I’m going to show you how to use the C-word (CONTEXT, not the naughty one) to enhance your user stories. I’m going to show you how to add that all important context, so that you can ensure that user requirements are accurately communicated. Before I do so, I want to outline what I see as the problem with user stories as they currently stand.

The problem with user stories

User stories are now synonymous with the increasingly popular Scrum flavour of Agile, but they actually came out of Extreme Programming (XP), an earlier form of Agile software development. Extreme programming suggests that, “user stories are written by the customers as things that the system needs to do for them. They are similar to usage scenarios, except that they are not limited to describing a user interface. They are in the format of about three sentences of text written by the customer in the customer’s terminology without techno-syntax.”. In other words ‘user stories’ are just that — little stories about what the product needs to allow users to do. They don’t have to follow some set format, just need to be short and written in non techno-babble.

The problem is that somewhere along the way user stories became the formulaic beast that we see today. Teams try to squeeze their requirements into succinct ‘As… I want to… so that…’ sentences, and in doing so lose the essence, and certainly the context of those stories. You see something like:

“As an editor I want to open a document so that I can make some changes”.

On the surface of it, this looks ok. We have our users (editors), we have our functionality (opening a document) and we have our user task (making some changes). But the problem is that this is very little information to go on. The user story is missing that all important context. Exactly who are these editors? Are they likely to be experienced using this product? What sort of device are they likely to be using? Where and when might they be doing this? What is their motivation for making those changes? These are the sorts of questions that any Agile team worth their salt should be asking, and information that ideally should be contained within the user story. Sure this information could be attached to the user story, but really you want it as part of the user story. Otherwise that extra information all too often gets lost along the way.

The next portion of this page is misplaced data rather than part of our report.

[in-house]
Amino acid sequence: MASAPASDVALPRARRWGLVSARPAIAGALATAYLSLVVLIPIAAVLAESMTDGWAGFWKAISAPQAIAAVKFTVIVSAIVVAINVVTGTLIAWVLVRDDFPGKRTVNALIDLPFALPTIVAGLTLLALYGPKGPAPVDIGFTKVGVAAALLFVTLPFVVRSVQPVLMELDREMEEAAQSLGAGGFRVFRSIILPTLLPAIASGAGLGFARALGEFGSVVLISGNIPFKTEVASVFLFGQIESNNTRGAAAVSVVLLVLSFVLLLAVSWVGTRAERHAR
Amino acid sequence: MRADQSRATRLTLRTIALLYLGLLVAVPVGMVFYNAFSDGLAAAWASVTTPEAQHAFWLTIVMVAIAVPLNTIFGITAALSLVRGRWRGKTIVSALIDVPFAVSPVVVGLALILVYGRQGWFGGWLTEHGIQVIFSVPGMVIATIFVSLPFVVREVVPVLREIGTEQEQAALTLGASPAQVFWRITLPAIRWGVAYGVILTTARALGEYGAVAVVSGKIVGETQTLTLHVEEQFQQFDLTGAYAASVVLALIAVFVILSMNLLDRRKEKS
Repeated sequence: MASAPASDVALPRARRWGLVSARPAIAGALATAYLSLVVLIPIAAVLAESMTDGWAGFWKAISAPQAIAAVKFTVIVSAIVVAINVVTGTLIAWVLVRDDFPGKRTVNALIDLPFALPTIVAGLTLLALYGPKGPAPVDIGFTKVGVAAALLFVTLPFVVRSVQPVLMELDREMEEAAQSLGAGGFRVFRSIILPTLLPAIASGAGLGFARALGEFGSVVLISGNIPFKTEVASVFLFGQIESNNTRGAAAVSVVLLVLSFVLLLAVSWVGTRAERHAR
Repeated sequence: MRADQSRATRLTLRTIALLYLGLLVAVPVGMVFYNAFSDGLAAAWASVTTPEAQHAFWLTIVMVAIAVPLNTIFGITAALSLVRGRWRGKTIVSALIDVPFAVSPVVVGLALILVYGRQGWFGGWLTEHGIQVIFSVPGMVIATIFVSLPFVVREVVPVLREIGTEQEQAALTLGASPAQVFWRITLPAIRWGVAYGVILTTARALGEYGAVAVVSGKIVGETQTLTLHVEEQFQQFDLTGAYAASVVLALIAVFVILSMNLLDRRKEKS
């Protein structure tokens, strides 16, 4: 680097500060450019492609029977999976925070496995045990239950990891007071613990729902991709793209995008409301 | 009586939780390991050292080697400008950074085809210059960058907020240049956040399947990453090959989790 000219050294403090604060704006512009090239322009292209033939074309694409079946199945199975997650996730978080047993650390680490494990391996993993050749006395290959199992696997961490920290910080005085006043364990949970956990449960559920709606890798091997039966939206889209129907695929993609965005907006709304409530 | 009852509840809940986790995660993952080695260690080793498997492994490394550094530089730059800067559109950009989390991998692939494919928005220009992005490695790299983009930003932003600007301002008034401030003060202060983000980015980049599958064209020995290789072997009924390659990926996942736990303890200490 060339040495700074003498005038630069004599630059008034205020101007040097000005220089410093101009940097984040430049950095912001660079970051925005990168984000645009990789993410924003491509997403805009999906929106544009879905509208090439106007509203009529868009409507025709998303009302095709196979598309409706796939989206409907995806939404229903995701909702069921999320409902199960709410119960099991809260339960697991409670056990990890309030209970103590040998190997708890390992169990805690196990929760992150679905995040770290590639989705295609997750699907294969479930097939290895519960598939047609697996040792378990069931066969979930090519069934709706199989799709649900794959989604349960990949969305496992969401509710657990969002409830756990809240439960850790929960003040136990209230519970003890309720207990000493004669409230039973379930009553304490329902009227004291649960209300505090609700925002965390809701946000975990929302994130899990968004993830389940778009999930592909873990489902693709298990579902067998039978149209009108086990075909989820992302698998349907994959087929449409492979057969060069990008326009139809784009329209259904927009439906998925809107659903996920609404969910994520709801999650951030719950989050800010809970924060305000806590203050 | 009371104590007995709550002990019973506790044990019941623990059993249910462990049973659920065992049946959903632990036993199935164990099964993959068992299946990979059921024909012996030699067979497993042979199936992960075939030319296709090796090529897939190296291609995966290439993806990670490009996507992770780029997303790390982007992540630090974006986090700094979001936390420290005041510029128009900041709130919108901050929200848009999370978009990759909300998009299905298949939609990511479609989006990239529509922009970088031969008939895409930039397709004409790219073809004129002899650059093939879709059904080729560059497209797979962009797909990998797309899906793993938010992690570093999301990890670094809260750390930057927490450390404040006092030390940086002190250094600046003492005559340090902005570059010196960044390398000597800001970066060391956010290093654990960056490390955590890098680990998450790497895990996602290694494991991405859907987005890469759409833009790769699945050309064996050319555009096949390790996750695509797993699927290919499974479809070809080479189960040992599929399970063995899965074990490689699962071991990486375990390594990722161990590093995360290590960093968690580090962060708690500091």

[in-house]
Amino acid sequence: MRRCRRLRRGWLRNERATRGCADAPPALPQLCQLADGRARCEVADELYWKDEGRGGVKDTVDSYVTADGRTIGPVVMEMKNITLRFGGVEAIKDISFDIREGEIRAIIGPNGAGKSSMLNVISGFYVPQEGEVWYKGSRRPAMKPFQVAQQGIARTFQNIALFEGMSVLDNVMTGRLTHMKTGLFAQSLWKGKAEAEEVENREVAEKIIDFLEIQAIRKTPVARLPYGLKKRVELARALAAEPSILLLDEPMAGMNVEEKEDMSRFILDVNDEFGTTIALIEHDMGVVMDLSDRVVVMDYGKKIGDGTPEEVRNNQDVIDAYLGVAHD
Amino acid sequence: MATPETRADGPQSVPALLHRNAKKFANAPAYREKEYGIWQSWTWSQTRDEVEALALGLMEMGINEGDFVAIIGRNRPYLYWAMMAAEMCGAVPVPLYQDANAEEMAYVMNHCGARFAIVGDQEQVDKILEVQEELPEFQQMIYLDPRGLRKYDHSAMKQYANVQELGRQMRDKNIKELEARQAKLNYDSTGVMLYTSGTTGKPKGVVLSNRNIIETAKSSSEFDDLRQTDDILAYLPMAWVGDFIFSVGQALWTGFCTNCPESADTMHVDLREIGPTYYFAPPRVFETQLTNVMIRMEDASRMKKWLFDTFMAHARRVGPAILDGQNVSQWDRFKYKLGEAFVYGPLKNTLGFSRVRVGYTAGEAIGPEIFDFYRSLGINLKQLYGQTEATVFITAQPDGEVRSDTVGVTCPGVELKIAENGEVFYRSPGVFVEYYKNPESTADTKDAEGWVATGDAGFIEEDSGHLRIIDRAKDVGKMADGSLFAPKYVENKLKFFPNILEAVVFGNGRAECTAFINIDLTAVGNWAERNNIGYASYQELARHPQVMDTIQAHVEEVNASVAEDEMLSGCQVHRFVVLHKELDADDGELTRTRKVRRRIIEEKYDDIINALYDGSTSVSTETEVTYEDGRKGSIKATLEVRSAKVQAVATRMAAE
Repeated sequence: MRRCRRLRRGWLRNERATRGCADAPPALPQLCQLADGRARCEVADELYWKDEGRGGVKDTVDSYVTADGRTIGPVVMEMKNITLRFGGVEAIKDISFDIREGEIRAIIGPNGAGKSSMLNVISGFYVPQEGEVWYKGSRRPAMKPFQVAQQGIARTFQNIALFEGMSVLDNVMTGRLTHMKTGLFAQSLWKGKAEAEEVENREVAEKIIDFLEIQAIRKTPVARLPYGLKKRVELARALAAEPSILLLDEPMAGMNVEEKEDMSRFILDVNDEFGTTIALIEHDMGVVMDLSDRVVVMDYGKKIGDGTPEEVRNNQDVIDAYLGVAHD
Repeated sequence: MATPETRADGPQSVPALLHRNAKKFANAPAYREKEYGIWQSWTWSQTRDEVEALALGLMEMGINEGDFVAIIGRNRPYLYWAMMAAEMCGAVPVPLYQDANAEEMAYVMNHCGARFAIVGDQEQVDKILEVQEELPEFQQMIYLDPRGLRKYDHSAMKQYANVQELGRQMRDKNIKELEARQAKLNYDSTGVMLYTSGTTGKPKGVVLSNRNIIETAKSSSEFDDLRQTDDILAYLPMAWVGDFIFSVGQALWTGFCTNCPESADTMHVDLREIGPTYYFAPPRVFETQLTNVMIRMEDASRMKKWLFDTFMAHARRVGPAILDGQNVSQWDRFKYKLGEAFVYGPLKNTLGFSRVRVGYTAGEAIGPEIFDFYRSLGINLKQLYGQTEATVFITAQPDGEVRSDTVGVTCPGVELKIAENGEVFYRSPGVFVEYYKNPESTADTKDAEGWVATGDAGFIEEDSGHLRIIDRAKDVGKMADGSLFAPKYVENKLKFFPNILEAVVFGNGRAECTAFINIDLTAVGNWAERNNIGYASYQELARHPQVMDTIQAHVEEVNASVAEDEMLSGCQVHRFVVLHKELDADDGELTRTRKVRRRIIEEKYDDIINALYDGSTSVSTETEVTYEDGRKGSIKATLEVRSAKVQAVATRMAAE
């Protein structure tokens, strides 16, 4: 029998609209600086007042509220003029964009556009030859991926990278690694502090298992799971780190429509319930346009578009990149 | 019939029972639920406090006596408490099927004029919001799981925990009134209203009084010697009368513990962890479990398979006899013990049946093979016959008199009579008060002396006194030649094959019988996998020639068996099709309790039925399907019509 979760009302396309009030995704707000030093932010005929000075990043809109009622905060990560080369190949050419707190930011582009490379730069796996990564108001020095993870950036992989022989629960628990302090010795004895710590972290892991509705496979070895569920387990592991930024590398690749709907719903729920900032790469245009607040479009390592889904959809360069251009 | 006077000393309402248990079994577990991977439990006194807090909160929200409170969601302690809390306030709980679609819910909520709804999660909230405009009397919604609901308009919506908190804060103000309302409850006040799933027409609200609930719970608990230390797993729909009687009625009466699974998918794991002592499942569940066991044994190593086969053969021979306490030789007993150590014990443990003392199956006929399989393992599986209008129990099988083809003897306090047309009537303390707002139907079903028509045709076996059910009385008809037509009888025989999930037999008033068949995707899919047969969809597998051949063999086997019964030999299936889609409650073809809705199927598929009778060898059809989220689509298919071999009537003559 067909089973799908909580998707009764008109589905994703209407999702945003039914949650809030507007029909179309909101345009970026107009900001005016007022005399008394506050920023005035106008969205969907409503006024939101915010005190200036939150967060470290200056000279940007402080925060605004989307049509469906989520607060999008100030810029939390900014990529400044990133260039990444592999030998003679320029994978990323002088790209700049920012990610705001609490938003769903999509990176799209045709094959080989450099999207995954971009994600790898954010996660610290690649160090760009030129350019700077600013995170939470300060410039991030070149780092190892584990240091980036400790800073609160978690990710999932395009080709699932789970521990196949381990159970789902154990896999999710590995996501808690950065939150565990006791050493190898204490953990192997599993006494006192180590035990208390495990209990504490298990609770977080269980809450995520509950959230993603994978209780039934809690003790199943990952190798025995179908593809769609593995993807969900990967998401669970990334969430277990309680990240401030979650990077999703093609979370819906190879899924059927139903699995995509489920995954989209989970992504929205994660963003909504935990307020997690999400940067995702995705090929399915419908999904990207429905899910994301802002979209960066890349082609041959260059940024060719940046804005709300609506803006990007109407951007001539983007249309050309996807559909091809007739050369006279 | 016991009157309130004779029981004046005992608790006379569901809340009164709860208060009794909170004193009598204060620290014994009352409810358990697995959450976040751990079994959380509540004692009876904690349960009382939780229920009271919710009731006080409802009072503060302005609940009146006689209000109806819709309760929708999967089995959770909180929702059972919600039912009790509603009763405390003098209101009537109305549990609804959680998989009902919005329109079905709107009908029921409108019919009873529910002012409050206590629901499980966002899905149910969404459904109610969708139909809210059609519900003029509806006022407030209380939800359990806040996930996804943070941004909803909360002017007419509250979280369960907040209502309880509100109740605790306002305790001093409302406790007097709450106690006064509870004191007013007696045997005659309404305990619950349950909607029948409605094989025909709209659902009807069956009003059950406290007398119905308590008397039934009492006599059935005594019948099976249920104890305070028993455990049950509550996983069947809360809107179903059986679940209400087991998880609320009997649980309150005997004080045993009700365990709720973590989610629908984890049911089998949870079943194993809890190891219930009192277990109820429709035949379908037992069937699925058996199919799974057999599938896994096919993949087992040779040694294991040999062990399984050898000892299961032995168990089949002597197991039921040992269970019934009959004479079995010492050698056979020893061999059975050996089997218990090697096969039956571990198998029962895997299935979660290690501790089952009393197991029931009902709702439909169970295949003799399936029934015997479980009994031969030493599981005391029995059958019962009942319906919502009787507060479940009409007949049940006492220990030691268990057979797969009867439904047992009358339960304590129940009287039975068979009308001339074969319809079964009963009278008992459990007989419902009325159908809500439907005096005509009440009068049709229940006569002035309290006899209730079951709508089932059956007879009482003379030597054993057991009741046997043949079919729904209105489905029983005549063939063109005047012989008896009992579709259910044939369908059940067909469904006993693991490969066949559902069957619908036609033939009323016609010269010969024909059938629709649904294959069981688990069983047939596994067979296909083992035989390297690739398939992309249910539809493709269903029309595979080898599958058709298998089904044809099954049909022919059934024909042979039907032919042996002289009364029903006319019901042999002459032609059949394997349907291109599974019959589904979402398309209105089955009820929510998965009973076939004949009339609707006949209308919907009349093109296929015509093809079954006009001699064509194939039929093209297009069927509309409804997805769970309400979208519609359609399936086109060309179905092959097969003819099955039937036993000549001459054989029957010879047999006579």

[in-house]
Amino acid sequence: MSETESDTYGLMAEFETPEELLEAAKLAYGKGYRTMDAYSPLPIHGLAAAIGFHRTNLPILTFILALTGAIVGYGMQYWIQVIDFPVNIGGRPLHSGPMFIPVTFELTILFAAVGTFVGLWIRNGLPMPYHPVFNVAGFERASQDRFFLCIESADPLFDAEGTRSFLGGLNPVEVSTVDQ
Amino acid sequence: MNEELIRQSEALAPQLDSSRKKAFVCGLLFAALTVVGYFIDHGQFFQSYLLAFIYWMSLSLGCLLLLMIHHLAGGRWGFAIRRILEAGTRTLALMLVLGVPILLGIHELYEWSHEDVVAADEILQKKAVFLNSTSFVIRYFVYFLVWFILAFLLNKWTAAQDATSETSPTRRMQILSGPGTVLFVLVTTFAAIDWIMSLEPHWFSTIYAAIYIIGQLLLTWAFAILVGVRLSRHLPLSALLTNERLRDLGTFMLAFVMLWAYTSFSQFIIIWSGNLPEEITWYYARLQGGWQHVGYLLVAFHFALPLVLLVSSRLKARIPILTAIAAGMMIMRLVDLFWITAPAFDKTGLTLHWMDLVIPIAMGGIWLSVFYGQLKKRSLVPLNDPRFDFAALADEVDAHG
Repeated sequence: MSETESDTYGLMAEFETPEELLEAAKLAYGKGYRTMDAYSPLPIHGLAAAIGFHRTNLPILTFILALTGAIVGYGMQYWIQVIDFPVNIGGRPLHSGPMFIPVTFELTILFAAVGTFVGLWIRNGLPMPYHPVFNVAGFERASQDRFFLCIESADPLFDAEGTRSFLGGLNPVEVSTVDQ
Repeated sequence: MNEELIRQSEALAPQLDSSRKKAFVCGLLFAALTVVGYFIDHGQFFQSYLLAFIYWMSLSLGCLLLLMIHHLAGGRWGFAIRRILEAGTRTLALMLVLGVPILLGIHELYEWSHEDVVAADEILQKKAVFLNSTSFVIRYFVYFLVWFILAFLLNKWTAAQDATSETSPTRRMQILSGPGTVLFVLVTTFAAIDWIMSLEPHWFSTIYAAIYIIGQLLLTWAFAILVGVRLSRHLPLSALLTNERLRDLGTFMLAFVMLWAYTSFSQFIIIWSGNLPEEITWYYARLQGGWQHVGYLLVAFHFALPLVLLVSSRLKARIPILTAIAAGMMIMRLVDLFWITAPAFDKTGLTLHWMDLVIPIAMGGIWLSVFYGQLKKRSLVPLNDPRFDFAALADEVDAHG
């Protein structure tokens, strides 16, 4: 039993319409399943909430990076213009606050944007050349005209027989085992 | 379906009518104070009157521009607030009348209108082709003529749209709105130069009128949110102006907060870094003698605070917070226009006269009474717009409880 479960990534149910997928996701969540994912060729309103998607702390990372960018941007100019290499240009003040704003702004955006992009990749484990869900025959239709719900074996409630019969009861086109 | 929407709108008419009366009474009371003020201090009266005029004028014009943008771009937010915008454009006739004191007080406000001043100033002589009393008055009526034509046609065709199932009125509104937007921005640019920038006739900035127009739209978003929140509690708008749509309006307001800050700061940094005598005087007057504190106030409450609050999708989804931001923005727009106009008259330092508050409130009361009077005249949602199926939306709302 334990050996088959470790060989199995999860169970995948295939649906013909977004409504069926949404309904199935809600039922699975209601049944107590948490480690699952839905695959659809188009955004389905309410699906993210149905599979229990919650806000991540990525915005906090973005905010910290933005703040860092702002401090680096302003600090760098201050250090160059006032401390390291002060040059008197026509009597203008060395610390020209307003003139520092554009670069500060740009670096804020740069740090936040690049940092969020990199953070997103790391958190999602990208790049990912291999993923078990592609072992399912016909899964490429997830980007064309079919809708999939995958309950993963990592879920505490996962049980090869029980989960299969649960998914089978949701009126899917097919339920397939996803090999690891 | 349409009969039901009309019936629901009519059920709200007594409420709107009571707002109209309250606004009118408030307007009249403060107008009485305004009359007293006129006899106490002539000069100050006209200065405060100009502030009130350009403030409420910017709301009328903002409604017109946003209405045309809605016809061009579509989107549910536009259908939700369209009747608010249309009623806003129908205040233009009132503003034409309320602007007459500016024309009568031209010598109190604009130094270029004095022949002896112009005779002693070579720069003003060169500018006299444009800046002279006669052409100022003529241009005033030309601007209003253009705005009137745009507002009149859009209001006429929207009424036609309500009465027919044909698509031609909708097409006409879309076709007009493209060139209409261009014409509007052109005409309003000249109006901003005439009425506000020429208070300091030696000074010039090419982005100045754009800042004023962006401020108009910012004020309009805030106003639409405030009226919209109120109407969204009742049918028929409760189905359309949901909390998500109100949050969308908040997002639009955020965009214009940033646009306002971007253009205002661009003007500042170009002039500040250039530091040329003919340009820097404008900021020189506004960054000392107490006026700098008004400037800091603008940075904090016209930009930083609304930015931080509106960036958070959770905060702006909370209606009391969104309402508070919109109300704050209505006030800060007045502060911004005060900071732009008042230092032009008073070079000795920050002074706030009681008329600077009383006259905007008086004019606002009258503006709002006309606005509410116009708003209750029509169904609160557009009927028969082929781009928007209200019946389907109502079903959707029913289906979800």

In my opinion the current user story template is a little too succinct. One of its key strengths, is also its key weaknesses. It lacks key contextual information and is all too often very open to interpretation. So how can we add this contextual information without making the user story template too bloated? Let’s have a go shall we.

Providing context for ‘who’

The current user story template gives some clue as to who the users are, but all too often the label used is very non-descript. For example, ‘editors’, ‘admin users’, or the super generic ‘customers’. Users are reduced to a homogeneous group, with next to no contextual information provided. Fortunately help is at hand because a very useful UX tool exists that can provide just the sort of contextual information that we’re craving — personas.

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An example persona outlining a type of user